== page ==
Genesis 22:11
And the angel of the LORD called unto him out of heaven, and said, Abraham, Abraham: and he said, Here am I.
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(11) The angel of the Lord.—Up to this point, the narrative had been Elohistic, but it is the angel of Jehovah who interferes to stop the sacrifice (see on Genesis 16:7).

22:11-14 It was not God's intention that Isaac should actually be sacrificed, yet nobler blood than that of animals, in due time, was to be shed for sin, even the blood of the only begotten Son of God. But in the mean while God would not in any case have human sacrifices used. Another sacrifice is provided. Reference must be had to the promised Messiah, the blessed Seed. Christ was sacrificed in our stead, as this ram instead of Isaac, and his death was our discharge. And observe, that the temple, the place of sacrifice, was afterwards built upon this same mount Moriah; and Calvary, where Christ was crucified, was near. A new name was given to that place, for the encouragement of all believers, to the end of the world, cheerfully to trust in God, and obey him. Jehovah-jireh, the Lord will provide; probably alluding to what Abraham had said, God will provide himself a lamb. The Lord will always have his eye upon his people, in their straits and distresses, that he may give them seasonable help.At this critical moment the angel of the Lord interposes to prevent the actual sacrifice. "Lay not thy hand upon the lad." Here we have the evidence of a voice from heaven that God does not accept of human victims. Man is morally unclean, and therefore unfit for a sacrifice. He is, moreover, not in any sense a victim, but a doomed culprit, for whom the victim has to be provided. And for a typical sacrifice that cannot take away, but only shadow forth, the efficacious sacrifice, man is neither fit nor necessary. The lamb without blemish, that has no penal or protracted suffering, is sufficient for a symbol of the real atonement. The intention, therefore, in this case was enough, and that was now seen to be real. "Now I know that thou fearest God." This was known to God antecedent to the event that demonstrated it. But the original "I have known" denotes an eventual knowing, a discovering by actual experiment; and this observable probation of Abraham was necessary for the judicial eye of God, who is to govern the world, and for the conscience of man, who is to be instructed by practice as well as principle. "Thou hast not withheld thy son from me." This voluntary surrender of all that was dear to him, of all that he could in any sense call his own, forms the keystone of Abraham's spiritual experience. He is henceforth a tried man.11, 12. the angel … called, &c.—The sacrifice was virtually offered—the intention, the purpose to do it, was shown in all sincerity and fulness. The Omniscient witness likewise declared His acceptance in the highest terms of approval; and the apostle speaks of it as actually made (Heb 11:17; Jas 2:21). The angel of the Lord, i.e. Christ the Angel of the covenant, as appears from Genesis 22:12,16. He repeats his name to prevent Abraham, whom he knew to be most expeditious in God’s service, and just ready to give the deadly blow.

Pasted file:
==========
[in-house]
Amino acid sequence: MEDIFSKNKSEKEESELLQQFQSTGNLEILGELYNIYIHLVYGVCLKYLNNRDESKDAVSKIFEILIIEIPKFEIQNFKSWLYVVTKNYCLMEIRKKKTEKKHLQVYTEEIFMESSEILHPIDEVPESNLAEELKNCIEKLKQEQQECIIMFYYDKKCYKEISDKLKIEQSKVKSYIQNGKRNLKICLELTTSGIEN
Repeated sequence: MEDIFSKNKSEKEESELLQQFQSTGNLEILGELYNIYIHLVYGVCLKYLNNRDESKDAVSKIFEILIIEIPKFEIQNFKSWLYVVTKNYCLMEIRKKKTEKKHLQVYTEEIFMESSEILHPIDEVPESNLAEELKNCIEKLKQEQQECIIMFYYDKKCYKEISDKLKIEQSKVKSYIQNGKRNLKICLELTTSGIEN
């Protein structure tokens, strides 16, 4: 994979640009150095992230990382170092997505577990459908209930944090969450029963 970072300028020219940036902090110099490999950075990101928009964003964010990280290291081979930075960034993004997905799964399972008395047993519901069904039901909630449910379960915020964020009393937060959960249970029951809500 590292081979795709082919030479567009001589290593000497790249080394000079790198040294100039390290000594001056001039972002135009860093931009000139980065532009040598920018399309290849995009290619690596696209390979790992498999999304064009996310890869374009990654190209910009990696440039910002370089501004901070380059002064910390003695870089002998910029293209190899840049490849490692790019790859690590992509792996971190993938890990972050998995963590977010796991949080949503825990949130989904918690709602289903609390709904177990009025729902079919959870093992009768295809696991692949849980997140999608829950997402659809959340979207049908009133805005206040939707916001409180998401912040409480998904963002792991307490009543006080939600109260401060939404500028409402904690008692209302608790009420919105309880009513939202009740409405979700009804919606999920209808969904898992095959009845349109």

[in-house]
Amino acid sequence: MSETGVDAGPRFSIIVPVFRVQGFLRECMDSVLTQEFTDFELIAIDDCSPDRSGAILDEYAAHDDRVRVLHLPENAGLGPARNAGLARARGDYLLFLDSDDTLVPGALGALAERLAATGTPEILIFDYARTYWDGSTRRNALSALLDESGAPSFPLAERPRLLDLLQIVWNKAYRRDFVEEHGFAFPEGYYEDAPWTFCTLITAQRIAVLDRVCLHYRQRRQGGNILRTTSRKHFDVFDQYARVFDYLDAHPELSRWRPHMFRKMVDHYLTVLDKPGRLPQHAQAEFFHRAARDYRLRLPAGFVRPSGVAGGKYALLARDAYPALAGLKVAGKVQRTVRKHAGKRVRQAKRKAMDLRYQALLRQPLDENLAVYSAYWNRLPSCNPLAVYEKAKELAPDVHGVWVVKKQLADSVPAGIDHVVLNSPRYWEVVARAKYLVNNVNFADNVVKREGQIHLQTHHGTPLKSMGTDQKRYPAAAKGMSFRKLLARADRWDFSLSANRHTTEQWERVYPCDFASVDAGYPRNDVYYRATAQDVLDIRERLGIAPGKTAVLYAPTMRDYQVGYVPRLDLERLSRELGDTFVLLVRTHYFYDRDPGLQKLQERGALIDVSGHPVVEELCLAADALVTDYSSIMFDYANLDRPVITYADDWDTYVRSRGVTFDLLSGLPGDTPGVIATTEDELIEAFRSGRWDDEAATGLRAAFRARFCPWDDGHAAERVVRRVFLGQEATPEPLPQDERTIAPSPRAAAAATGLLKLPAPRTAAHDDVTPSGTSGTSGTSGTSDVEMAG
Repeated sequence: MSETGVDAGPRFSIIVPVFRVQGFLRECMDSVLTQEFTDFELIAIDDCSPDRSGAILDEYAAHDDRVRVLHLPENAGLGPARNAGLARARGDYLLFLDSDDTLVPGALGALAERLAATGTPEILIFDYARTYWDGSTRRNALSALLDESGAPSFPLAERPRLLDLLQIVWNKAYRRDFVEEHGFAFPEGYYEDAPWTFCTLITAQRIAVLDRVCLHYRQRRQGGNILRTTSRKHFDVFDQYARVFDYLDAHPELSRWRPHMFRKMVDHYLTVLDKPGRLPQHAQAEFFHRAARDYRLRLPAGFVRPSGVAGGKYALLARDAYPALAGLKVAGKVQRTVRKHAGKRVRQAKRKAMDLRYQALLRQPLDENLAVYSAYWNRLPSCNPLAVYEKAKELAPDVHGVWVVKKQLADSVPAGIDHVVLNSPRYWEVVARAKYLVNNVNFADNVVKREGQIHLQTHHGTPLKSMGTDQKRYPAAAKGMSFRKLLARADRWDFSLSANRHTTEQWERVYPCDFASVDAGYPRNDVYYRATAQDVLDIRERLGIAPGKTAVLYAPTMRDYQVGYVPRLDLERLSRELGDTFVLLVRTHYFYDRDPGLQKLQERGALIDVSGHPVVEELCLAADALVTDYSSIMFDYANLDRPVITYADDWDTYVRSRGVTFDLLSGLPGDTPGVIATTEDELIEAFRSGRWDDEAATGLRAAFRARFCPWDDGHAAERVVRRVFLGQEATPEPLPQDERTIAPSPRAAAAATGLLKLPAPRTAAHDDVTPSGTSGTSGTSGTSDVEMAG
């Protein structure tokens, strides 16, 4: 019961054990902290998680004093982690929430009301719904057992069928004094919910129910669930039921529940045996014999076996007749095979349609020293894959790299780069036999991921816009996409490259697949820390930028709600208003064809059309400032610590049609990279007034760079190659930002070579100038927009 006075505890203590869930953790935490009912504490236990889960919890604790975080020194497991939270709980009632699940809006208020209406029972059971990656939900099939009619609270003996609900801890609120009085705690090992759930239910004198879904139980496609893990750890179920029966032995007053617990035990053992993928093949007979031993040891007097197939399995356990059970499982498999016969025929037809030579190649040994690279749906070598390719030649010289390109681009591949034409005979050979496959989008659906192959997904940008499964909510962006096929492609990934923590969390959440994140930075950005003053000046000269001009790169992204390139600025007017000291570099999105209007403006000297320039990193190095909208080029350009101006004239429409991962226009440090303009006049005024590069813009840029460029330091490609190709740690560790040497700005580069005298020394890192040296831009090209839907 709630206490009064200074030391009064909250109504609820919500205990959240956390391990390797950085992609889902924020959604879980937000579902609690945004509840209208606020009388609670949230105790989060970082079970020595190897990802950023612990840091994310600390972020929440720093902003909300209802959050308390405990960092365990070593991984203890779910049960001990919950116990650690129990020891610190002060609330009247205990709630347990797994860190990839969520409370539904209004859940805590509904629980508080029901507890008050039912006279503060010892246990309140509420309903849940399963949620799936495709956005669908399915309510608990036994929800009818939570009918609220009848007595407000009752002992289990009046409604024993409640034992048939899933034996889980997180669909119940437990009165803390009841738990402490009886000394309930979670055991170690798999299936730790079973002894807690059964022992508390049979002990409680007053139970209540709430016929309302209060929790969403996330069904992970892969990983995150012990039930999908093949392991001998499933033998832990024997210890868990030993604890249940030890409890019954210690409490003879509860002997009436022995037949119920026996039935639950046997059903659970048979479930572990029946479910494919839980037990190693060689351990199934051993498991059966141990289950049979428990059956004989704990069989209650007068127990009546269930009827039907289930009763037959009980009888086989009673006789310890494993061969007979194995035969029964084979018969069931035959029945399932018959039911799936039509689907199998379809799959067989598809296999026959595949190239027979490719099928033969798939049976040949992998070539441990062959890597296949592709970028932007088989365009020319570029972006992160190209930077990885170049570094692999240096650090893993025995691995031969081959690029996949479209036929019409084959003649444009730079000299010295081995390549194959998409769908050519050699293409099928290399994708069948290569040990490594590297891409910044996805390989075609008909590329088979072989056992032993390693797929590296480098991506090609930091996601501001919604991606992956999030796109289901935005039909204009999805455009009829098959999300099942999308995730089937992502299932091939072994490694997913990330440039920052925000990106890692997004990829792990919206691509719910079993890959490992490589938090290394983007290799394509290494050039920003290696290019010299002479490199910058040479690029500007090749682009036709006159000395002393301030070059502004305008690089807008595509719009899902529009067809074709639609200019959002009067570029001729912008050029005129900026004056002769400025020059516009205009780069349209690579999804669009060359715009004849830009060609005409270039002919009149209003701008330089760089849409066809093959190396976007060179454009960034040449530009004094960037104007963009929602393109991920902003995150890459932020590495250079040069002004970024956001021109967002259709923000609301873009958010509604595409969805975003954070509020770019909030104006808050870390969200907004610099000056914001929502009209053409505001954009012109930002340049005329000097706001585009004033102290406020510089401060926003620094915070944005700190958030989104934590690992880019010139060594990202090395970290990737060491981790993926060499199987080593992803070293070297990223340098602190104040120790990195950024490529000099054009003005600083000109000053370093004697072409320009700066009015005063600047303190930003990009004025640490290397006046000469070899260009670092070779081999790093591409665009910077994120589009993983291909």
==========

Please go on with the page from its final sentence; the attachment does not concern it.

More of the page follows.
And the Angel of the Lord called unto him out of heaven,.... Not a created angel, but the eternal one, the Son of God, who perhaps appeared in an human form, and spoke with an articulate voice, as be frequently did; for that this was a divine Person is clear from his swearing by himself, and renewing the promise unto Abraham, Genesis 22:16,

and said, Abraham, Abraham; the repeating his name denotes haste to prevent the slaughter of his son, which was just upon the point of doing, and in which Abraham was not dilatory, but ready to make quick dispatch; and therefore with the greater eagerness and vehemency the angel calls him by name, and doubles it, to raise a quick and immediate attention to him, which it did:

and he said, here am I: ready to hearken to what shall be said, and to obey what should be ordered; see Gill on Genesis 22:1.

And the angel of the LORD called unto him out of heaven, and said, Abraham, Abraham: and he said, Here am I.
11. the angel of the Lord] See note on Genesis 16:11.

Abraham, Abraham] For the reiteration of the name, denoting special earnestness, compare Genesis 46:2; Exodus 3:4; 1 Samuel 3:10; Acts 9:4. Abraham’s act is arrested at the last possible moment. The sacrifice of Isaac was practically completed, when the hand of Abraham raised the knife over his son. The moral surrender had been complete.

Verse 11. - And the angel of the Lord - Maleach Jehovah (vide Genesis 16:7); introduced into the narrative at this point not as a Jehovistic alteration (Bleek, Kalisch, et alii), but because the God of redemption now interposes for the deliverance of both Isaac and Abraham (Hengetenberg) - called unto him out of heaven, and said, Abraham, Abraham (the repetition denotes urgency, as contrasted with Ver. 1): and he said, Here am I. Genesis 22:11In this eventful moment, when Isaac lay bound like a lamb upon the altar, about to receive the fatal stroke, the angel of the Lord called down from heaven to Abraham to stop, and do his son no harm. For the Lord now knew that Abraham was אלהים ירא God-fearing, and that his obedience of faith did extend even to the sacrifice of his own beloved son. The sacrifice was already accomplished in his heart, and he had fully satisfied the requirements of God. He was not to slay his son: therefore God prevented the outward fulfilment of the sacrifice by an immediate interposition, and showed him a ram, which he saw, probably being led to look round through a rustling behind him, with its horns fast in a thicket (אחר adv. behind, in the background); and as an offering provided by God Himself, he sacrificed it instead of his son.
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